How Long Does Wine Stay Fresh After Opening It?

How Long Does Wine Stay Fresh After Opening It?

It’s one of the questions O'Brien's Wine Director, Lynne Coyle, Master of Wine is asked most often: how long does wine stay fresh after opening it? "It depends on two things," she explains. "Mainly age and style. But, being wine, there’s always exceptions to the rule."

Here are Lynne’s top tips for storing all sorts of wine and you'll find out what *not* to do with wine in the video below too.

Champagne and sparkling wine

One of the trickiest wines to keep fresh after it's been opened is sparkling wine. The absolute best thing that you can do is buy an inexpensive stopper to pop back into your bottle of Champagne

Once resealed, it can most definitely live in your fridge for a couple of days. It may not be quite as fizzy as it was when you first opened it, but it certainly won't be missing bubbles. The same rule applies to Cava, a fully sparkling Prosecco or other sparkling wine. 

White wines

White wine can also be stored for another two to three days in the fridge once you re-stop it. My advice would be to buy one with a screw cap because it very easily goes back onto the top of the bottle. It used to be the case that screws caps were equated with cheaper bottles of wine.

These days, if you take a quick look around the shelves in O’Briens you'll see that quite expensive bottles of wine are using screw caps. It’s about determining the quality and the aroma profile. Often the winemaker will use a screw cap on a wine when he's very keen to keep the fruit quality similar to how it was when he bottled it. So a screw cap is definitely nothing to be scared of!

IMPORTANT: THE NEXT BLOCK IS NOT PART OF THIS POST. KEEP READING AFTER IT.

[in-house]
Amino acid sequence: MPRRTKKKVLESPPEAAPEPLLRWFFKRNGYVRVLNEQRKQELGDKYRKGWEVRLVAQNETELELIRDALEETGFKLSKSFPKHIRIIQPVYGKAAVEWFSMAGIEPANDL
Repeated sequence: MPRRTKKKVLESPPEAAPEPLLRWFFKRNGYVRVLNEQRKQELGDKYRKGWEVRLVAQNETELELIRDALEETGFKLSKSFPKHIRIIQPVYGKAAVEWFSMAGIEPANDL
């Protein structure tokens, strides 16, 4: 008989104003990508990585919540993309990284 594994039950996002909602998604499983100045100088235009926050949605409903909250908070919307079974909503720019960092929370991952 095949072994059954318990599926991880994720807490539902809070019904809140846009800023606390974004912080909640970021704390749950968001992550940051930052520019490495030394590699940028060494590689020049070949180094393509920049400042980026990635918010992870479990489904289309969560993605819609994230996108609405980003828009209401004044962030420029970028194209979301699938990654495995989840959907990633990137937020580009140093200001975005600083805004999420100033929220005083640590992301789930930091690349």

Light red wines

On to lighter reds - again, this can be stored for two to three days. Sometimes a lighter red can benefit from going into (or back into) the fridge for two or three days. It can really help preserve the fruit flavours and aromas in a lighter red.

Fuller red wines

As long as you keep the cork and re-close it, a fuller red can live at room temperature for a little longer. It doesn't need to go into the fridge because a more robust red will have higher tannins which will protect a wine.

Port and fortified wines

There’s higher alcohol in port and other fortified wines and these can quite often be kept for two to three weeks. The most important thing is to keep the cork, pop it back in and store the bottle. 

The wine to drink straight away

The exception to the rule across the board would be older wines, which should really be drunk when you open them. They won't keep for very long. Once the oxygen gets into the bottle, it starts to deplete the fruit and the other structures within the wine. So if you're going to open an old bottle sit down and enjoy it…


Make sure to follow the O'Briens channel on YouTube for more top tips and advice from Lynne and the team. 

READ MORE: The 5 Best Wines To Try This Month
READ MORE: How to Tell if Wine is Corked – O'Briens Wine